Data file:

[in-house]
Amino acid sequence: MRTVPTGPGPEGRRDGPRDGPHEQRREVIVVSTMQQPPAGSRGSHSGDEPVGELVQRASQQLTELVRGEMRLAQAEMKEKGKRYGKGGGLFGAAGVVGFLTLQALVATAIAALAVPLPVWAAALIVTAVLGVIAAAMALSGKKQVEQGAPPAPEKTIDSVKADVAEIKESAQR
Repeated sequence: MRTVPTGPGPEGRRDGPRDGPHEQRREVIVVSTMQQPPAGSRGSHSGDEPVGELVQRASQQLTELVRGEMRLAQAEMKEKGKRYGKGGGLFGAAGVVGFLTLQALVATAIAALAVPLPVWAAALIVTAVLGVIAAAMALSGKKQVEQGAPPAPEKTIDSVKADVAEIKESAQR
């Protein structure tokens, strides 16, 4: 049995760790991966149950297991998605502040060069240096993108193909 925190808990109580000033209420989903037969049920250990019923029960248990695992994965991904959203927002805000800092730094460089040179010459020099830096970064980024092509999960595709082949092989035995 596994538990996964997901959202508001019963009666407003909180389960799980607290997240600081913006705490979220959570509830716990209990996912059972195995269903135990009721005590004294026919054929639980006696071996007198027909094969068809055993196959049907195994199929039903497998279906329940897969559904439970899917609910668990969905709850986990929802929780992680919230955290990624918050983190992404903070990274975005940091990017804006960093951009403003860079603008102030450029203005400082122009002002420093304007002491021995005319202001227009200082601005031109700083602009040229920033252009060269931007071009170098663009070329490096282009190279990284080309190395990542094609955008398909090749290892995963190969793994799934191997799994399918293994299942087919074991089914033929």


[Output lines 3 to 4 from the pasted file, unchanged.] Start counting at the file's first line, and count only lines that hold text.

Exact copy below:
Repeated sequence: MRTVPTGPGPEGRRDGPRDGPHEQRREVIVVSTMQQPPAGSRGSHSGDEPVGELVQRASQQLTELVRGEMRLAQAEMKEKGKRYGKGGGLFGAAGVVGFLTLQALVATAIAALAVPLPVWAAALIVTAVLGVIAAAMALSGKKQVEQGAPPAPEKTIDSVKADVAEIKESAQR
């Protein structure tokens, strides 16, 4: 049995760790991966149950297991998605502040060069240096993108193909 925190808990109580000033209420989903037969049920250990019923029960248990695992994965991904959203927002805000800092730094460089040179010459020099830096970064980024092509999960595709082949092989035995 596994538990996964997901959202508001019963009666407003909180389960799980607290997240600081913006705490979220959570509830716990209990996912059972195995269903135990009721005590004294026919054929639980006696071996007198027909094969068809055993196959049907195994199929039903497998279906329940897969559904439970899917609910668990969905709850986990929802929780992680919230955290990624918050983190992404903070990274975005940091990017804006960093951009403003860079603008102030450029203005400082122009002002420093304007002491021995005319202001227009200082601005031109700083602009040229920033252009060269931007071009170098663009070329490096282009190279990284080309190395990542094609955008398909090749290892995963190969793994799934191997799994399918293994299942087919074991089914033929």